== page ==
Former UD professor is exceptional 'chairperson'
A molded plywood chair, designed in 1956 by Norman Cherner and made by Plycraft in Lawrence, Mass., gift of Jeanne S. Rymer, 2007.
An American-designed chair, artist and maker unknown, circa 1950, of molded fiberglass and metal, gift of Jeanne S. Rymer, 2007.
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1:38 p.m., June 23, 2009----Retired University of Delaware professor of interior design Jeanne S. Rymer literally chaired an exhibition at the Philadelphia Museum of Art. For many years, Rymer's passion was collecting modern chairs. She had them throughout her house and established a small museum in the lower level of her home, which was open to the public by appointment and attracted many visitors, including her UD students.

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When she moved to California, she donated her collection to the Philadelphia Museum of Art, and A Taste for Modern: The Jeanne Rymer Collection of Twentieth-Century Chairs will be on exhibition through Sept. 20 in the Collab Gallery in the Perelman Building. Rymer and her collection also sparked a feature in Antiques magazine.

“I was knowledgeable about furniture since I was in the interior design field, so my interest in chairs was natural. Modern chairs for the most part were lightweight and small and easy to transport and move so they were collectable. They were made in different designs and of wood, molded wood, plastic, metal, fiberglass and even cardboard,” Rymer said. “The house my partner and I owned had space for my collection, and I took it seriously.”

The Rago auction house in New Jersey had a modern furniture auction twice a year, she said, and she studied the offerings beforehand, decided what she wanted to buy and how much she was willing to spend. “I learned so much and had so much fun acquiring the chairs for our museum,” she said.

“When I moved to California, I was so very happy to find a home at the Philadelphia Museum of Art for my cherished pieces,” Rymer said. “They are like friends to me.”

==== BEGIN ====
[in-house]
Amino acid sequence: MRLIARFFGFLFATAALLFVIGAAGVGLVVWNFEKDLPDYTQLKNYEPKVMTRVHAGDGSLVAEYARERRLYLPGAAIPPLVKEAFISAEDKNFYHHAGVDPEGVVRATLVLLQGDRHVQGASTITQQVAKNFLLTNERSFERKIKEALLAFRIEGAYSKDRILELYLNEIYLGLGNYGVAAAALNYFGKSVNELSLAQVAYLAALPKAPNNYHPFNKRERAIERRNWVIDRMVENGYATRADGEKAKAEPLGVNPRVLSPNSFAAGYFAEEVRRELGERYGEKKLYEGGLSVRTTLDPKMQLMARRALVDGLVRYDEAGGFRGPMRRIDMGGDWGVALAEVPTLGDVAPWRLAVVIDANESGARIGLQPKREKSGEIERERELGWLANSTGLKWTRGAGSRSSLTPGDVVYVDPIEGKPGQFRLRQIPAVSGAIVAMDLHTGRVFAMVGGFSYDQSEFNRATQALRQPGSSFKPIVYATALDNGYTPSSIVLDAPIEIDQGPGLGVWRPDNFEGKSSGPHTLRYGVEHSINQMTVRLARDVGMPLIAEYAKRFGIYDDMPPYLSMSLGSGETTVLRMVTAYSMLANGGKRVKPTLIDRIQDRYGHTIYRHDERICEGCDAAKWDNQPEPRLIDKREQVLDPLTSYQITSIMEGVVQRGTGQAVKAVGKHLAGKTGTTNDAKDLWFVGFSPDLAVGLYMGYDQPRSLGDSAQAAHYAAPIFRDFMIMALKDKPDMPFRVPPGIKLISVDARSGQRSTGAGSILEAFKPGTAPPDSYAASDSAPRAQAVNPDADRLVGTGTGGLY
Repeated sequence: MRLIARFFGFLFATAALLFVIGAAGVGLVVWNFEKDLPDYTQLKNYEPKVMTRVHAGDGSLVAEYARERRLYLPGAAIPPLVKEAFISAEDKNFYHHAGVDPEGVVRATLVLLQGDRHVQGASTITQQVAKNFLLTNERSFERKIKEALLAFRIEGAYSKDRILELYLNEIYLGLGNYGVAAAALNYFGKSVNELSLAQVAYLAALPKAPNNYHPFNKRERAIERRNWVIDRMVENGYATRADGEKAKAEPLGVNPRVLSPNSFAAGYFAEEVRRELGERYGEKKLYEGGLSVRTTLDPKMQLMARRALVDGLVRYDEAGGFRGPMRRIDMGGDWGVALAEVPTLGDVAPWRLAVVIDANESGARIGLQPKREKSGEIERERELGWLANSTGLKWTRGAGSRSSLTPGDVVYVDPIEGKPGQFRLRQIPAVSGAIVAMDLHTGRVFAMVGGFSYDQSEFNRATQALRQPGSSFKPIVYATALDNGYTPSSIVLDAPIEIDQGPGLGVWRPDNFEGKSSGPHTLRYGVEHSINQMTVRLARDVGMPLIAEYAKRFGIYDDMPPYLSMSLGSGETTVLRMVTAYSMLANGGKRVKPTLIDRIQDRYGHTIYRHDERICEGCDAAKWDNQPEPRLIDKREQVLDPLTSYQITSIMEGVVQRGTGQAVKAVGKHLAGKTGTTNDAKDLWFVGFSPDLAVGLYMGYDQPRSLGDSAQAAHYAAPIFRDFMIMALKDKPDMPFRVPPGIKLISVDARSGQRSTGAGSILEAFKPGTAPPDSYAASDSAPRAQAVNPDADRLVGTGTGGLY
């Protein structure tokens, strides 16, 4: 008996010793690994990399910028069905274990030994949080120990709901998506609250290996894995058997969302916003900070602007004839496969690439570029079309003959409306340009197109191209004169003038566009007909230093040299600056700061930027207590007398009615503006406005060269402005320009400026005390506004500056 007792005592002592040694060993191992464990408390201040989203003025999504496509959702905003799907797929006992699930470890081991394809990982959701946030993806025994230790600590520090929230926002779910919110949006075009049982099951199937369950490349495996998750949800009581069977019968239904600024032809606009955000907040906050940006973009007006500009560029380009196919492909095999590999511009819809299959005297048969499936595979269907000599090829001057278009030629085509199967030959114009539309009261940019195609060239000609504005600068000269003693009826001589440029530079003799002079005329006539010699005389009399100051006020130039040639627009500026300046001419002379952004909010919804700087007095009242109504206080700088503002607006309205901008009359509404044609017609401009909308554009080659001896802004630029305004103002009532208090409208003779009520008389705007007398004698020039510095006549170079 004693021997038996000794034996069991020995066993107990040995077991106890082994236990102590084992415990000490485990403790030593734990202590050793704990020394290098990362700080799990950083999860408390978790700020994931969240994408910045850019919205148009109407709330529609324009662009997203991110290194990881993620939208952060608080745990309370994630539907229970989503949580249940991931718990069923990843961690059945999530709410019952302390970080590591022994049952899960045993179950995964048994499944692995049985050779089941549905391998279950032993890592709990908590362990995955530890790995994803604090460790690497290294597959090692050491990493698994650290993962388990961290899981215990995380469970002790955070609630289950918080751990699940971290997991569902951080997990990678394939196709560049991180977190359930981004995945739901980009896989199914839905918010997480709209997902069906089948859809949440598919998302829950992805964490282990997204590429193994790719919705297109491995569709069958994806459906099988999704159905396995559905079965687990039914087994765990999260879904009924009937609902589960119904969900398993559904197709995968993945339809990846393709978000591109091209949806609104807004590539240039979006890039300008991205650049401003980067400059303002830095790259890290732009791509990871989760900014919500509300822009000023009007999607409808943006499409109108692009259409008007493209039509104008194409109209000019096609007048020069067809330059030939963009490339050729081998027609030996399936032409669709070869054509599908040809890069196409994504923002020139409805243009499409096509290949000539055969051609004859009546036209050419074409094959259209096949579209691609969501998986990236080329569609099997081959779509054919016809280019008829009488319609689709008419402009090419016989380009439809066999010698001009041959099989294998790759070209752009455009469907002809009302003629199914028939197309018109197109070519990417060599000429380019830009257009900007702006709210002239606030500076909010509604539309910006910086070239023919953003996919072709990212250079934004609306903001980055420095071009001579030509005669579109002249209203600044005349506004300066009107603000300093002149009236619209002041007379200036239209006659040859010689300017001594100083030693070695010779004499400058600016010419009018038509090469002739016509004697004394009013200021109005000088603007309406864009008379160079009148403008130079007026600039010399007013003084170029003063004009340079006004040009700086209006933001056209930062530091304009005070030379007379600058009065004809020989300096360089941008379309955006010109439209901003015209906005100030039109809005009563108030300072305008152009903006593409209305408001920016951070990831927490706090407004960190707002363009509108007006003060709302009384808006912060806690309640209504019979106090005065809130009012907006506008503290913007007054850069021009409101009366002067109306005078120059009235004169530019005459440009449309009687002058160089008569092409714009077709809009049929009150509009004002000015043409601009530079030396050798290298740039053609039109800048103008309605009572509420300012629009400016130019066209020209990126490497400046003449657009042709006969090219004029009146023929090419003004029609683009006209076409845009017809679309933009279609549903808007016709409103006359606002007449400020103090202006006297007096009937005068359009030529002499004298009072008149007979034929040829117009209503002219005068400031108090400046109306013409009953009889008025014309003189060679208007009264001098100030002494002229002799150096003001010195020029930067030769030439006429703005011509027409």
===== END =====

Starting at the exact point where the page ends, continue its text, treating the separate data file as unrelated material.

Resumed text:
There were two chairs by well-known architect Frank Gehry that she could not bear to part with. Known as “high sticking chairs,” the chairs are elegant, she said, and made of thin wooden strips, which are interwoven.

According to Donna Corbin, associate curator of European decorative arts, who organized the exhibit, “Chairs are Jeanne's passion, and this exhibition displays the fun, and sometimes quirky works she collected.”

She said, “Jeanne Rymer's collection documents several important trends in 20th-century chair design” and displays “a broad overview of modern chairmaking.”

In late June, Rymer said she plans to come to Philadelphia and meet a group of friends and lunch at the museum, and then go to the exhibition and visit her “chair friends.”

“I am really looking forward to the trip,” she said.

Rymer had another collection of Depression era Arthurdale furniture from her mother, Nellie Blythe Stockdale. Arthurdale furniture was made by Mountaineer Craftsman Cooperative in West Virginia. Rymer donated that collection to her alma mater, the University of West Virginia, where it is one of the main attractions of its New Deal Homestead Museum.

Article by Sue Moncure
Photos courtesy of the Philadelphia Museum of Art